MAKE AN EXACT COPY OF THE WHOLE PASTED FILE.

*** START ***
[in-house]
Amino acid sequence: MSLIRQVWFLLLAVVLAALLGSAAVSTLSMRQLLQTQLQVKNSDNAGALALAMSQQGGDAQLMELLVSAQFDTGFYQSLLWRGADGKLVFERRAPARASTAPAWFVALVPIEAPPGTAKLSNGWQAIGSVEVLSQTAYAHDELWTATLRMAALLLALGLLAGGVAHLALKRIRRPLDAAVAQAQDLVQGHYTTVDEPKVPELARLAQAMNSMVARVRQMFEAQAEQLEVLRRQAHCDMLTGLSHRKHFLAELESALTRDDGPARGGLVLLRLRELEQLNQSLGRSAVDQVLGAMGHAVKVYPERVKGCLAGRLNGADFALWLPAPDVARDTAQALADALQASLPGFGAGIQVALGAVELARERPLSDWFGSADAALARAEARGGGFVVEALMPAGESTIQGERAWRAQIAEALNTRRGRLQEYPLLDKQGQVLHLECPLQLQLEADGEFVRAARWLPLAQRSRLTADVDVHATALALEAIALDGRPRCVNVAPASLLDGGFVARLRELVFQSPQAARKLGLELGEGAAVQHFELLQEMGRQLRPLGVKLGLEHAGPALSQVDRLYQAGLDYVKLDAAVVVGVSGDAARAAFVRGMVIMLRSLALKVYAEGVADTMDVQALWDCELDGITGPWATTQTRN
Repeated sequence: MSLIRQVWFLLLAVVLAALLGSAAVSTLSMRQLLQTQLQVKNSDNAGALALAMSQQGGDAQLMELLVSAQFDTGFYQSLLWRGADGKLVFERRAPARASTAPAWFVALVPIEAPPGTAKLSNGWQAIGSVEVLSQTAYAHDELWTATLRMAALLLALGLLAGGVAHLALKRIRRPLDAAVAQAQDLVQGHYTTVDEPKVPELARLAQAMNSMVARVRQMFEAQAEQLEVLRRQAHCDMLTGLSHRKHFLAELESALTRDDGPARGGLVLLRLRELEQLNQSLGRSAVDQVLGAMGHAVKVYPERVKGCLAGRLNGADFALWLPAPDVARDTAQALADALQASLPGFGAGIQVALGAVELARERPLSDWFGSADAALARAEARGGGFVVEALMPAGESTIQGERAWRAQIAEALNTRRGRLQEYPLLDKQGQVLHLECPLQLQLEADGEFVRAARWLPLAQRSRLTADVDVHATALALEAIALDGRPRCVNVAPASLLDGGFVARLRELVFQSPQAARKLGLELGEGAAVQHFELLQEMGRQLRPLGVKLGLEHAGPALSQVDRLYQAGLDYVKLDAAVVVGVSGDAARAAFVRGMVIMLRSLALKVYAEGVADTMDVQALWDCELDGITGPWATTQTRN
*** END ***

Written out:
[in-house]
Amino acid sequence: MSLIRQVWFLLLAVVLAALLGSAAVSTLSMRQLLQTQLQVKNSDNAGALALAMSQQGGDAQLMELLVSAQFDTGFYQSLLWRGADGKLVFERRAPARASTAPAWFVALVPIEAPPGTAKLSNGWQAIGSVEVLSQTAYAHDELWTATLRMAALLLALGLLAGGVAHLALKRIRRPLDAAVAQAQDLVQGHYTTVDEPKVPELARLAQAMNSMVARVRQMFEAQAEQLEVLRRQAHCDMLTGLSHRKHFLAELESALTRDDGPARGGLVLLRLRELEQLNQSLGRSAVDQVLGAMGHAVKVYPERVKGCLAGRLNGADFALWLPAPDVARDTAQALADALQASLPGFGAGIQVALGAVELARERPLSDWFGSADAALARAEARGGGFVVEALMPAGESTIQGERAWRAQIAEALNTRRGRLQEYPLLDKQGQVLHLECPLQLQLEADGEFVRAARWLPLAQRSRLTADVDVHATALALEAIALDGRPRCVNVAPASLLDGGFVARLRELVFQSPQAARKLGLELGEGAAVQHFELLQEMGRQLRPLGVKLGLEHAGPALSQVDRLYQAGLDYVKLDAAVVVGVSGDAARAAFVRGMVIMLRSLALKVYAEGVADTMDVQALWDCELDGITGPWATTQTRN
Repeated sequence: MSLIRQVWFLLLAVVLAALLGSAAVSTLSMRQLLQTQLQVKNSDNAGALALAMSQQGGDAQLMELLVSAQFDTGFYQSLLWRGADGKLVFERRAPARASTAPAWFVALVPIEAPPGTAKLSNGWQAIGSVEVLSQTAYAHDELWTATLRMAALLLALGLLAGGVAHLALKRIRRPLDAAVAQAQDLVQGHYTTVDEPKVPELARLAQAMNSMVARVRQMFEAQAEQLEVLRRQAHCDMLTGLSHRKHFLAELESALTRDDGPARGGLVLLRLRELEQLNQSLGRSAVDQVLGAMGHAVKVYPERVKGCLAGRLNGADFALWLPAPDVARDTAQALADALQASLPGFGAGIQVALGAVELARERPLSDWFGSADAALARAEARGGGFVVEALMPAGESTIQGERAWRAQIAEALNTRRGRLQEYPLLDKQGQVLHLECPLQLQLEADGEFVRAARWLPLAQRSRLTADVDVHATALALEAIALDGRPRCVNVAPASLLDGGFVARLRELVFQSPQAARKLGLELGEGAAVQHFELLQEMGRQLRPLGVKLGLEHAGPALSQVDRLYQAGLDYVKLDAAVVVGVSGDAARAAFVRGMVIMLRSLALKVYAEGVADTMDVQALWDCELDGITGPWATTQTRN